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Continental dynamics of Eastern China: Insights from tectonic history and receiver function analysis

He, Chuansong, Santosh, M., Dong, Shuwen
Earth-science reviews 2015 v.145 pp. 9-24
Archean eon, Cenozoic era, basins, delamination, tectonics, China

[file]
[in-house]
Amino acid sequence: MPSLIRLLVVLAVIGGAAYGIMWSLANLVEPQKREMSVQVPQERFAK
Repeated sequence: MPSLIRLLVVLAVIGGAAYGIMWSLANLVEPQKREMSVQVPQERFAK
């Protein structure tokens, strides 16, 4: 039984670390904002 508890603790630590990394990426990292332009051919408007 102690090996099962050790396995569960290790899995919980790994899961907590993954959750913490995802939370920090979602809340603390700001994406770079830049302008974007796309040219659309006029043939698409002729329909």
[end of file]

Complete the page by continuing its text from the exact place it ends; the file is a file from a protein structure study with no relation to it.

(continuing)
East Asia records a complex sequence of tectonic processes, with the mosaic of cratonic blocks and orogenic belts in China preserving evidence for multiple episodes of amalgamation and reworking from the Archean to Cenozoic. The prolonged subduction of the Pacific plate from the east has been invoked to explain the volcanic activities in the NE China region and in the Songliao Basin, as well as the extensive destruction of the sub-continental lithospheric mantle of the North China Craton (NCC). The collision between the NCC and the Yangtze Craton involved deep subduction and exhumation of ultrahigh-pressure metamorphic orogen. In the South China Craton, the Yangtze and Cathaysia blocks collided along the Shaoxing-Jiangshan-Pingxiang suture. Here we present an overview of the results from multidisciplinary studies on the major tectonic events in the eastern China region and evaluate the geodynamics of these in the light of our recent work based on receiver function analysis. The compression induced by the westward subduction of the Pacific plate in the NCC and South China appears to have triggered lower crustal and lithospheric delamination. We also identify mantle upwelling as a dominant trigger for the major tectonic process in this region.